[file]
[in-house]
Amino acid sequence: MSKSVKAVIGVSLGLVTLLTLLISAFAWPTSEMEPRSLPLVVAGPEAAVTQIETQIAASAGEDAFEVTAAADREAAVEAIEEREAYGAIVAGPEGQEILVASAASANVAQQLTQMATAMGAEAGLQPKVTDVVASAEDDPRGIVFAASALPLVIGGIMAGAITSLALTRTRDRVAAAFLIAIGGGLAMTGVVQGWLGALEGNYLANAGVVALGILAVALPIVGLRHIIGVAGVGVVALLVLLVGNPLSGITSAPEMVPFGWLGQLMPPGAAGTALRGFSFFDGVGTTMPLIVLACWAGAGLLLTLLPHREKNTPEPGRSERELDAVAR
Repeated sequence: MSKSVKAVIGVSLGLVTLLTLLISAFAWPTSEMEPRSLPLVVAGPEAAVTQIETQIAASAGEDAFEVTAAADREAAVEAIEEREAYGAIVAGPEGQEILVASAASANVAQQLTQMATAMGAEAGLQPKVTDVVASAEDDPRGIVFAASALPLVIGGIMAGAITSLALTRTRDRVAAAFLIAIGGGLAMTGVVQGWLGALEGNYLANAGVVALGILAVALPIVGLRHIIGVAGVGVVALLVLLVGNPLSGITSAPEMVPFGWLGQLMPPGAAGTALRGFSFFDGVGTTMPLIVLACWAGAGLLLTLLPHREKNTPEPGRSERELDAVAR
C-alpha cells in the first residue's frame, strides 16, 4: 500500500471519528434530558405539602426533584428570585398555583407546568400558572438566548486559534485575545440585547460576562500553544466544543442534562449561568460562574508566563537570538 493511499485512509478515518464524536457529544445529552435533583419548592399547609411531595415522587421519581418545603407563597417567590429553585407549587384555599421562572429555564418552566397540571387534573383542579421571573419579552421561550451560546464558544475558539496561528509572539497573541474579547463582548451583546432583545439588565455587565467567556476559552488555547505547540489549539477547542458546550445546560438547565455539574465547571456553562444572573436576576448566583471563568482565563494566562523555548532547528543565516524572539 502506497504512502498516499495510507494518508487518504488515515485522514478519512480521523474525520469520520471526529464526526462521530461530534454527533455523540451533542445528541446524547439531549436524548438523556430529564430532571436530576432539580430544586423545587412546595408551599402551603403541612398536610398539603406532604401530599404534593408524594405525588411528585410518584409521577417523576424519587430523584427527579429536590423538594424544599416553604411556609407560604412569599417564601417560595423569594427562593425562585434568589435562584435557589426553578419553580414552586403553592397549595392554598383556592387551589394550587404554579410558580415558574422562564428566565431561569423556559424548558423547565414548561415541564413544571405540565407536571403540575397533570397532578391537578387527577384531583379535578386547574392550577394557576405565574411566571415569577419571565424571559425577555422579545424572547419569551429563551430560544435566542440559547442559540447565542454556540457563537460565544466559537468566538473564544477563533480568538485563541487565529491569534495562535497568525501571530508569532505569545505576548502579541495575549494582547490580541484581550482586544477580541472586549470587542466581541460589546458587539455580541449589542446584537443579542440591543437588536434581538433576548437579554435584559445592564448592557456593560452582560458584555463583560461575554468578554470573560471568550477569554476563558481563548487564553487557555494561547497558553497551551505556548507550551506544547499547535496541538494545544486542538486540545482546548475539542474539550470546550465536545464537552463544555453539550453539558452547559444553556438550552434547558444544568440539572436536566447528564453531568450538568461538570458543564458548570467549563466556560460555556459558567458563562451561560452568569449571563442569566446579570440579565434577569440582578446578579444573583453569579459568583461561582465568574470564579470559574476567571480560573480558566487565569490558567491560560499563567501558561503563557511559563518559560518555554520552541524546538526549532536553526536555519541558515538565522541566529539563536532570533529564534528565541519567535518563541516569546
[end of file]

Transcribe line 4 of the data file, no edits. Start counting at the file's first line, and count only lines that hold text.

C-alpha cells in the first residue's frame, strides 16, 4: 500500500471519528434530558405539602426533584428570585398555583407546568400558572438566548486559534485575545440585547460576562500553544466544543442534562449561568460562574508566563537570538 493511499485512509478515518464524536457529544445529552435533583419548592399547609411531595415522587421519581418545603407563597417567590429553585407549587384555599421562572429555564418552566397540571387534573383542579421571573419579552421561550451560546464558544475558539496561528509572539497573541474579547463582548451583546432583545439588565455587565467567556476559552488555547505547540489549539477547542458546550445546560438547565455539574465547571456553562444572573436576576448566583471563568482565563494566562523555548532547528543565516524572539 502506497504512502498516499495510507494518508487518504488515515485522514478519512480521523474525520469520520471526529464526526462521530461530534454527533455523540451533542445528541446524547439531549436524548438523556430529564430532571436530576432539580430544586423545587412546595408551599402551603403541612398536610398539603406532604401530599404534593408524594405525588411528585410518584409521577417523576424519587430523584427527579429536590423538594424544599416553604411556609407560604412569599417564601417560595423569594427562593425562585434568589435562584435557589426553578419553580414552586403553592397549595392554598383556592387551589394550587404554579410558580415558574422562564428566565431561569423556559424548558423547565414548561415541564413544571405540565407536571403540575397533570397532578391537578387527577384531583379535578386547574392550577394557576405565574411566571415569577419571565424571559425577555422579545424572547419569551429563551430560544435566542440559547442559540447565542454556540457563537460565544466559537468566538473564544477563533480568538485563541487565529491569534495562535497568525501571530508569532505569545505576548502579541495575549494582547490580541484581550482586544477580541472586549470587542466581541460589546458587539455580541449589542446584537443579542440591543437588536434581538433576548437579554435584559445592564448592557456593560452582560458584555463583560461575554468578554470573560471568550477569554476563558481563548487564553487557555494561547497558553497551551505556548507550551506544547499547535496541538494545544486542538486540545482546548475539542474539550470546550465536545464537552463544555453539550453539558452547559444553556438550552434547558444544568440539572436536566447528564453531568450538568461538570458543564458548570467549563466556560460555556459558567458563562451561560452568569449571563442569566446579570440579565434577569440582578446578579444573583453569579459568583461561582465568574470564579470559574476567571480560573480558566487565569490558567491560560499563567501558561503563557511559563518559560518555554520552541524546538526549532536553526536555519541558515538565522541566529539563536532570533529564534528565541519567535518563541516569546